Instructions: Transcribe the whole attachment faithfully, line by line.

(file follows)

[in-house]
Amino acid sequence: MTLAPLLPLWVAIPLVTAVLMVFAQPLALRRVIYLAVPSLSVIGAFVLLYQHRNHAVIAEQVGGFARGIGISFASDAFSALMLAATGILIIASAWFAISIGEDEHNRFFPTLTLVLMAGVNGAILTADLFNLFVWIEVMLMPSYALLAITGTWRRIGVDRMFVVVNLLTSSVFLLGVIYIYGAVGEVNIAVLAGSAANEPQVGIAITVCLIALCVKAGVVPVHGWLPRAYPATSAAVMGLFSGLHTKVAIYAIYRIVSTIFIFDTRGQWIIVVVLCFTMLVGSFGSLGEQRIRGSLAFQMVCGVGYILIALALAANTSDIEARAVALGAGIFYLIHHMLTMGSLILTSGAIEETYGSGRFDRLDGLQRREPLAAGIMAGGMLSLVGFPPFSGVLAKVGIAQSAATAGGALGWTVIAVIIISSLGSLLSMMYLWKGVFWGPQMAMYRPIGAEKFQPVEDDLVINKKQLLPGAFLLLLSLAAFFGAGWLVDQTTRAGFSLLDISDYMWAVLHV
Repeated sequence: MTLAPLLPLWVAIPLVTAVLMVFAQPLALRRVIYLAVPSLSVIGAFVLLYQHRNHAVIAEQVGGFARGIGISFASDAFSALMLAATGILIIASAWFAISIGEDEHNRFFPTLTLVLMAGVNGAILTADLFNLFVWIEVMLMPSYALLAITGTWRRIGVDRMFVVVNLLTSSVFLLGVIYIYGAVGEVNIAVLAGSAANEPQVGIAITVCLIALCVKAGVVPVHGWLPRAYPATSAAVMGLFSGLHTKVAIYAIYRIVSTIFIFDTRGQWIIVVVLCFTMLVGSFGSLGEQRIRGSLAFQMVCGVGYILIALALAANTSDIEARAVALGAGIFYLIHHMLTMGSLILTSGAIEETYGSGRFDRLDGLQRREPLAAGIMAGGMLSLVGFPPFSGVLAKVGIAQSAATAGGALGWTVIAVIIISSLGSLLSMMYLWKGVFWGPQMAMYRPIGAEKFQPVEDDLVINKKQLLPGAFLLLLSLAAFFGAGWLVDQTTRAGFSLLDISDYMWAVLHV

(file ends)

[in-house]
Amino acid sequence: MTLAPLLPLWVAIPLVTAVLMVFAQPLALRRVIYLAVPSLSVIGAFVLLYQHRNHAVIAEQVGGFARGIGISFASDAFSALMLAATGILIIASAWFAISIGEDEHNRFFPTLTLVLMAGVNGAILTADLFNLFVWIEVMLMPSYALLAITGTWRRIGVDRMFVVVNLLTSSVFLLGVIYIYGAVGEVNIAVLAGSAANEPQVGIAITVCLIALCVKAGVVPVHGWLPRAYPATSAAVMGLFSGLHTKVAIYAIYRIVSTIFIFDTRGQWIIVVVLCFTMLVGSFGSLGEQRIRGSLAFQMVCGVGYILIALALAANTSDIEARAVALGAGIFYLIHHMLTMGSLILTSGAIEETYGSGRFDRLDGLQRREPLAAGIMAGGMLSLVGFPPFSGVLAKVGIAQSAATAGGALGWTVIAVIIISSLGSLLSMMYLWKGVFWGPQMAMYRPIGAEKFQPVEDDLVINKKQLLPGAFLLLLSLAAFFGAGWLVDQTTRAGFSLLDISDYMWAVLHV
Repeated sequence: MTLAPLLPLWVAIPLVTAVLMVFAQPLALRRVIYLAVPSLSVIGAFVLLYQHRNHAVIAEQVGGFARGIGISFASDAFSALMLAATGILIIASAWFAISIGEDEHNRFFPTLTLVLMAGVNGAILTADLFNLFVWIEVMLMPSYALLAITGTWRRIGVDRMFVVVNLLTSSVFLLGVIYIYGAVGEVNIAVLAGSAANEPQVGIAITVCLIALCVKAGVVPVHGWLPRAYPATSAAVMGLFSGLHTKVAIYAIYRIVSTIFIFDTRGQWIIVVVLCFTMLVGSFGSLGEQRIRGSLAFQMVCGVGYILIALALAANTSDIEARAVALGAGIFYLIHHMLTMGSLILTSGAIEETYGSGRFDRLDGLQRREPLAAGIMAGGMLSLVGFPPFSGVLAKVGIAQSAATAGGALGWTVIAVIIISSLGSLLSMMYLWKGVFWGPQMAMYRPIGAEKFQPVEDDLVINKKQLLPGAFLLLLSLAAFFGAGWLVDQTTRAGFSLLDISDYMWAVLHV